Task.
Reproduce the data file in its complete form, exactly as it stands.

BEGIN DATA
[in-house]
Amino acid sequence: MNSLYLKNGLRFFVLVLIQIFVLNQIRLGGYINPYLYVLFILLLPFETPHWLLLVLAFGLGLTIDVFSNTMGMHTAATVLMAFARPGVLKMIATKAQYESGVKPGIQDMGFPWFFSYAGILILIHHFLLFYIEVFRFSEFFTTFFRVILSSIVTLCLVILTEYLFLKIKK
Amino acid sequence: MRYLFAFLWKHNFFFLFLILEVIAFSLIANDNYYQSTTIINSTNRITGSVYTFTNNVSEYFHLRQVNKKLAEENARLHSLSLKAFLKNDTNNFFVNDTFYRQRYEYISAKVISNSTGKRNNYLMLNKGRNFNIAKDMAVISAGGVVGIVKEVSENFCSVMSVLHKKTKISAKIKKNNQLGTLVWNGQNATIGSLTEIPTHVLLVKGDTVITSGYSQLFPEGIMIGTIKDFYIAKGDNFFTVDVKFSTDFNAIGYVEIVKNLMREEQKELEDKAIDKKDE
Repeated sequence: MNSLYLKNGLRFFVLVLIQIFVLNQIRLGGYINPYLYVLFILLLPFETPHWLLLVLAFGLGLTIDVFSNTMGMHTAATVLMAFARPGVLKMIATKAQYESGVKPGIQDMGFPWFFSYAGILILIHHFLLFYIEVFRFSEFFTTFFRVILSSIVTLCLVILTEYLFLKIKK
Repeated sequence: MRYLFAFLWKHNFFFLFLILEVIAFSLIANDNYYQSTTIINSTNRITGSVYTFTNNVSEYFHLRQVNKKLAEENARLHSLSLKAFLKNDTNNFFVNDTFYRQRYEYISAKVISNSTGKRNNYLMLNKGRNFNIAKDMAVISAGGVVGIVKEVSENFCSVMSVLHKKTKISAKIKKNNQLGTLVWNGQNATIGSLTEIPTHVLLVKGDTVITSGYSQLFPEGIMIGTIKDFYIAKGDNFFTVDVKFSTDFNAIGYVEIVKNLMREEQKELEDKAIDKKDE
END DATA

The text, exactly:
[in-house]
Amino acid sequence: MNSLYLKNGLRFFVLVLIQIFVLNQIRLGGYINPYLYVLFILLLPFETPHWLLLVLAFGLGLTIDVFSNTMGMHTAATVLMAFARPGVLKMIATKAQYESGVKPGIQDMGFPWFFSYAGILILIHHFLLFYIEVFRFSEFFTTFFRVILSSIVTLCLVILTEYLFLKIKK
Amino acid sequence: MRYLFAFLWKHNFFFLFLILEVIAFSLIANDNYYQSTTIINSTNRITGSVYTFTNNVSEYFHLRQVNKKLAEENARLHSLSLKAFLKNDTNNFFVNDTFYRQRYEYISAKVISNSTGKRNNYLMLNKGRNFNIAKDMAVISAGGVVGIVKEVSENFCSVMSVLHKKTKISAKIKKNNQLGTLVWNGQNATIGSLTEIPTHVLLVKGDTVITSGYSQLFPEGIMIGTIKDFYIAKGDNFFTVDVKFSTDFNAIGYVEIVKNLMREEQKELEDKAIDKKDE
Repeated sequence: MNSLYLKNGLRFFVLVLIQIFVLNQIRLGGYINPYLYVLFILLLPFETPHWLLLVLAFGLGLTIDVFSNTMGMHTAATVLMAFARPGVLKMIATKAQYESGVKPGIQDMGFPWFFSYAGILILIHHFLLFYIEVFRFSEFFTTFFRVILSSIVTLCLVILTEYLFLKIKK
Repeated sequence: MRYLFAFLWKHNFFFLFLILEVIAFSLIANDNYYQSTTIINSTNRITGSVYTFTNNVSEYFHLRQVNKKLAEENARLHSLSLKAFLKNDTNNFFVNDTFYRQRYEYISAKVISNSTGKRNNYLMLNKGRNFNIAKDMAVISAGGVVGIVKEVSENFCSVMSVLHKKTKISAKIKKNNQLGTLVWNGQNATIGSLTEIPTHVLLVKGDTVITSGYSQLFPEGIMIGTIKDFYIAKGDNFFTVDVKFSTDFNAIGYVEIVKNLMREEQKELEDKAIDKKDE